James Anderson stars with bat and ball to put England firmly on top in the second Test against Australia at Lord's.
Fiery England on top at Lord's
England's pace battery made amends for their lame display in Cardiff to deliver a hostile performance and establish a dominant position in the second Ashes Test. Unable to make much of an impact on a slow first-Test surface, on which they claimed only six Australian wickets throughout the match, England's seamers were under pressure to make a vast improvement on a Lord's wicket with greater bounce and pace. Presented with conditions more suited to their strengths, England responded to leave Australia reeling on 156 for eight, still trailing by 269 runs and 70 away from saving the follow on at a ground where they have not lost an Ashes Test since 1934. Led by James Anderson, whose mastery of swing caused Australia constant problems, and backed up by the hostility of Andrew Flintoff, Stuart Broad and Graham Onions, England looked a totally different side to the one who struggled to claim every wicket in Cardiff last week. Given a flying start by the Lancashire seamer Anderson, who claimed two early wickets and finished with an impressive four for 36, Australia struggled to escape the constant probing by England's attack to lose six for 49 in 16 overs after tea. Now established as the leader of England's attack, Anderson gained inspiration from another stubborn last-wicket stand to claim his best bowling figures against Australia and began their slide with two wickets inside the first seven overs of their reply. The dangerous opener Phillip Hughes became Anderson's first victim when he gloved a short ball down the leg-side to wicketkeeper Matt Prior. The tourists' captain Ricky Ponting was more unfortunate after being given out caught at slip with the umpire Rudi Koertzen believing captain Andrew Strauss had taken a catch off an inside edge which looped off his pads. Having referred to the third official Nigel Llong in an attempt to clarify the incident, Koertzen upheld the appeal although replays suggested the ball missed Ponting's bat but should have secured his dismissal via lbw. The opener Simon Katich and Michael Hussey used several interruptions for rain during the afternoon session to regroup and for a while England lacked inspiration while they forged a determined 93-run partnership. But the decision to turn to the all-rounder Flintoff, who has consistently been the quickest bowler in the match, after tea proved crucial to England's turnaround and their bullying of Australia's top order. Katich had battled for over two hours to reach just two runs short of his half-century, but became the first of several batsmen to fall to the short ball when he pulled Onions into the deep and was superbly caught by Broad diving in the outfield. At the other end Flintoff was consistently bowling in excess of 90mph, which surprised Hussey into shouldering arms to a full-length ball which clipped his off-stump and provided a reward for a fast and intimidating six-over spell from the Pavillion End.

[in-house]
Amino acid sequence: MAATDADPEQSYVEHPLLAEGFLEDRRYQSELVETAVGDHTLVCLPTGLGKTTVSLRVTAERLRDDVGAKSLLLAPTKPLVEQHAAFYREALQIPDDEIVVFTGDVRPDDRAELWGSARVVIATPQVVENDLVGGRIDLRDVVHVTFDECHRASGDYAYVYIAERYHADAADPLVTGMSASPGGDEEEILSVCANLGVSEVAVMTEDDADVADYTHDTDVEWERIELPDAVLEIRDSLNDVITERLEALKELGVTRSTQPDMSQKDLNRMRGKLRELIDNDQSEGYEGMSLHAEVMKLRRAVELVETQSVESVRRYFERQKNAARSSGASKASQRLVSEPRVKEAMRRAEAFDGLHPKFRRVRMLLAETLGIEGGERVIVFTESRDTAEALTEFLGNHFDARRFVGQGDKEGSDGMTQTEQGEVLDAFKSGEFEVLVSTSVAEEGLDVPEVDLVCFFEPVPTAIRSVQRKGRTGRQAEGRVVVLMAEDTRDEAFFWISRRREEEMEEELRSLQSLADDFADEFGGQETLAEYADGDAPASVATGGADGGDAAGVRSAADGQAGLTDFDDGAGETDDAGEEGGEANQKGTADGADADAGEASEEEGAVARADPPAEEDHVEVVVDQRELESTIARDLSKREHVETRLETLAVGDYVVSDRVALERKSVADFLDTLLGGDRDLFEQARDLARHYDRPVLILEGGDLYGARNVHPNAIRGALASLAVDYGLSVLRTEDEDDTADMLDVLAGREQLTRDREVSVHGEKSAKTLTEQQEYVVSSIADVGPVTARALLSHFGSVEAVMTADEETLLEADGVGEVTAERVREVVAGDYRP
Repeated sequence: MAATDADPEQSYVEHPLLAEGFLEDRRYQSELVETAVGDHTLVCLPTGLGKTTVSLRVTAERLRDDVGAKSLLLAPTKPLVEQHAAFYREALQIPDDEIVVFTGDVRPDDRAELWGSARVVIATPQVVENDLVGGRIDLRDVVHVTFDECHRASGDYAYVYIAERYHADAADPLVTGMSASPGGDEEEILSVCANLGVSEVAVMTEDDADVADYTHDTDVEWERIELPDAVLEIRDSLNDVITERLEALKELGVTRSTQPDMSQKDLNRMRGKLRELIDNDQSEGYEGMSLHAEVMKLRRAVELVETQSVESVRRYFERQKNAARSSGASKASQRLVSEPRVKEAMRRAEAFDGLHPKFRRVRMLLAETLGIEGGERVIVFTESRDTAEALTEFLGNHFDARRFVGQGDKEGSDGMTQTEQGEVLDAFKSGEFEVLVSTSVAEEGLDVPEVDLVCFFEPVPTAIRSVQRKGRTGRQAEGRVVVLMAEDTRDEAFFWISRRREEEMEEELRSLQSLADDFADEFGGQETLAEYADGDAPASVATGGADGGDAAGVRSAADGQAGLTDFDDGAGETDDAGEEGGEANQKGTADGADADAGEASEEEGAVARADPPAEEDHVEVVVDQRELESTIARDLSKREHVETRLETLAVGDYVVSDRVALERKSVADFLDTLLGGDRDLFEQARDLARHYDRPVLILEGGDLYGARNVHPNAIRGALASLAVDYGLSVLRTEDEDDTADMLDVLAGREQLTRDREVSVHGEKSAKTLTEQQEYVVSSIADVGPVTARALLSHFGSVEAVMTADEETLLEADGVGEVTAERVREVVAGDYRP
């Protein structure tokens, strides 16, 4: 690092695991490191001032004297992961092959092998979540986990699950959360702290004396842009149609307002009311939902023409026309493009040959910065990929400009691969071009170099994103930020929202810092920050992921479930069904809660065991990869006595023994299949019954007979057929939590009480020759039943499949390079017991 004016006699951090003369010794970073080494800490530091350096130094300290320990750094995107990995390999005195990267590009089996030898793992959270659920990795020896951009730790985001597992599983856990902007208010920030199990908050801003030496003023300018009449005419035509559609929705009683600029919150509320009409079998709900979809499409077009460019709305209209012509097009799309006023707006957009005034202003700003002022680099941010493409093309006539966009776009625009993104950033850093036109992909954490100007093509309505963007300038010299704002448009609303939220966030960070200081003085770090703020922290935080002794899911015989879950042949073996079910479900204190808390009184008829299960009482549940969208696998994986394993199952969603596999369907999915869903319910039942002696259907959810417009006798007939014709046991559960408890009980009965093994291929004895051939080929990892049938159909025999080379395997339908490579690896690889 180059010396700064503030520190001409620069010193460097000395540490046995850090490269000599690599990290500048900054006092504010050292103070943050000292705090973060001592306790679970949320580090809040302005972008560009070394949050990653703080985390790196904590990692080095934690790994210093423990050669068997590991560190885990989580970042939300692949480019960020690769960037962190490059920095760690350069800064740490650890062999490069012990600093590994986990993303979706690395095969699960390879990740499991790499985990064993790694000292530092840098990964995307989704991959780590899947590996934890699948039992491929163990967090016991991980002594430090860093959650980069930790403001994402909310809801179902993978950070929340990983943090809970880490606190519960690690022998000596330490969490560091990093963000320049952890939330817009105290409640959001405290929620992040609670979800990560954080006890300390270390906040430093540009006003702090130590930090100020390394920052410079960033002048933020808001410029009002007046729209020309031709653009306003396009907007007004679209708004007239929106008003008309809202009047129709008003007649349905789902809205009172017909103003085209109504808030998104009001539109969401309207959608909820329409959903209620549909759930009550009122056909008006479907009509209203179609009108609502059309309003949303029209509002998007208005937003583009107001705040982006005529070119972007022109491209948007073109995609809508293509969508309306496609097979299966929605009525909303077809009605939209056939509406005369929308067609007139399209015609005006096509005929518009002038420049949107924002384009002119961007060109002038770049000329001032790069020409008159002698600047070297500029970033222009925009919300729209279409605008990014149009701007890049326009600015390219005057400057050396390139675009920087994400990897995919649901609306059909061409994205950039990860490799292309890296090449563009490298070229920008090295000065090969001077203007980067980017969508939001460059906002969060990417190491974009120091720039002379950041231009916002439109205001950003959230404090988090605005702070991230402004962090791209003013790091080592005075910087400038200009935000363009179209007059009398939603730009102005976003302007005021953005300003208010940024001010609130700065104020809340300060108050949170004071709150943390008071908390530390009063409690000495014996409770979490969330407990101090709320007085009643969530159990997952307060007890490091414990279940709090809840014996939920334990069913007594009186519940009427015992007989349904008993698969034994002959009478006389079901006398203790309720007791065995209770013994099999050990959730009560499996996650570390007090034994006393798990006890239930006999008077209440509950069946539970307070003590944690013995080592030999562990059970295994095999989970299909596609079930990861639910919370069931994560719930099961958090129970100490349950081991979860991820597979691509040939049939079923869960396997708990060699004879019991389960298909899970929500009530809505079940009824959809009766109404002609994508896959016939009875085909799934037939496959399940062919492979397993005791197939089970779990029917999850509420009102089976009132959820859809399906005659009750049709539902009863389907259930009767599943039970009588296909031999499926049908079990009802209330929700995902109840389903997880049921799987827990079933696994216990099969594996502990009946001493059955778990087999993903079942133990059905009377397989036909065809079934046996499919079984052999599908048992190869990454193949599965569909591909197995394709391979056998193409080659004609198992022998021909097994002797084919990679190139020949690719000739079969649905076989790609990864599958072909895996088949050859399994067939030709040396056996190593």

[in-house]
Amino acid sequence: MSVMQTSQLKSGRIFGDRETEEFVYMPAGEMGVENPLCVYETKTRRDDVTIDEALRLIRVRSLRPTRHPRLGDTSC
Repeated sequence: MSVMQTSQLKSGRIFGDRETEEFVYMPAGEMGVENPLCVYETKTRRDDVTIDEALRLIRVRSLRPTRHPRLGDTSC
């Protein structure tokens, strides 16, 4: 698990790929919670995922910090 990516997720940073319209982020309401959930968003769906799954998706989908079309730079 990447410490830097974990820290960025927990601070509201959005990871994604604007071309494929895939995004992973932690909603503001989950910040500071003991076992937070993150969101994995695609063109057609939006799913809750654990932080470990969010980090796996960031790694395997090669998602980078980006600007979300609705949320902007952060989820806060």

Recalled to the attack from the other end, Anderson struck again just three balls later, and to a superbly conceived plan, when Michael Clarke drove a full-length ball straight to short midwicket. Anderson then induced Marcus North into getting a bottom edge onto his stumps with an ill-judged pull. Both Brad Haddin and Mitchell Johnson also fell attempting to take on Broad's short ball, only picking out Alastair Cook's safe hands in the deep, as Australia lost six wickets in just 94 balls to look vulnerable for the first time in the series until bad light halted their slump. England's impressive display was in stark contrast to the manner in which they began the second morning on 364 for six, hoping to reach their captain Strauss' expectations of posting a first-innings score of around 450.
It was Australia's attack who enjoyed the early success, exploiting seamer-friendly conditions to claim three wickets for 14 runs in only 19 balls, including Strauss to the second ball of the day when he shouldered arms to a Ben Hilfenhaus inswinger which crashed into his off-stump. Graeme Swann fell in the next over. Intimidated by the working over he was given in Cardiff by a series of short-pitched deliveries by Siddle, he edged low to second slip perhaps fearing another bouncer barrage. Broad edged Hilfenhaus onto his own stumps to continue England's demise only for Anderson, who defied Australia for 40 minutes with Monty Panesar to save the opening Test, to embark on another crucial last-wicket partnership. Teaming up with Onions this time, Anderson dominated a 47-run stand off 53 balls which was helped considerably by the aggressive Siddle being forced off the field with an illness. An out-of-form Johnson was therefore called upon and was hit for boundaries off the back foot through extra cover by Anderson until Australia's left-arm seamer finally had him caught in the gully. But by then the momentum was with England and, in particular, Anderson, and his two early breakthroughs provided the impetus to leave Australia struggling to defend their proud unbeaten Lord's record. * PA Sport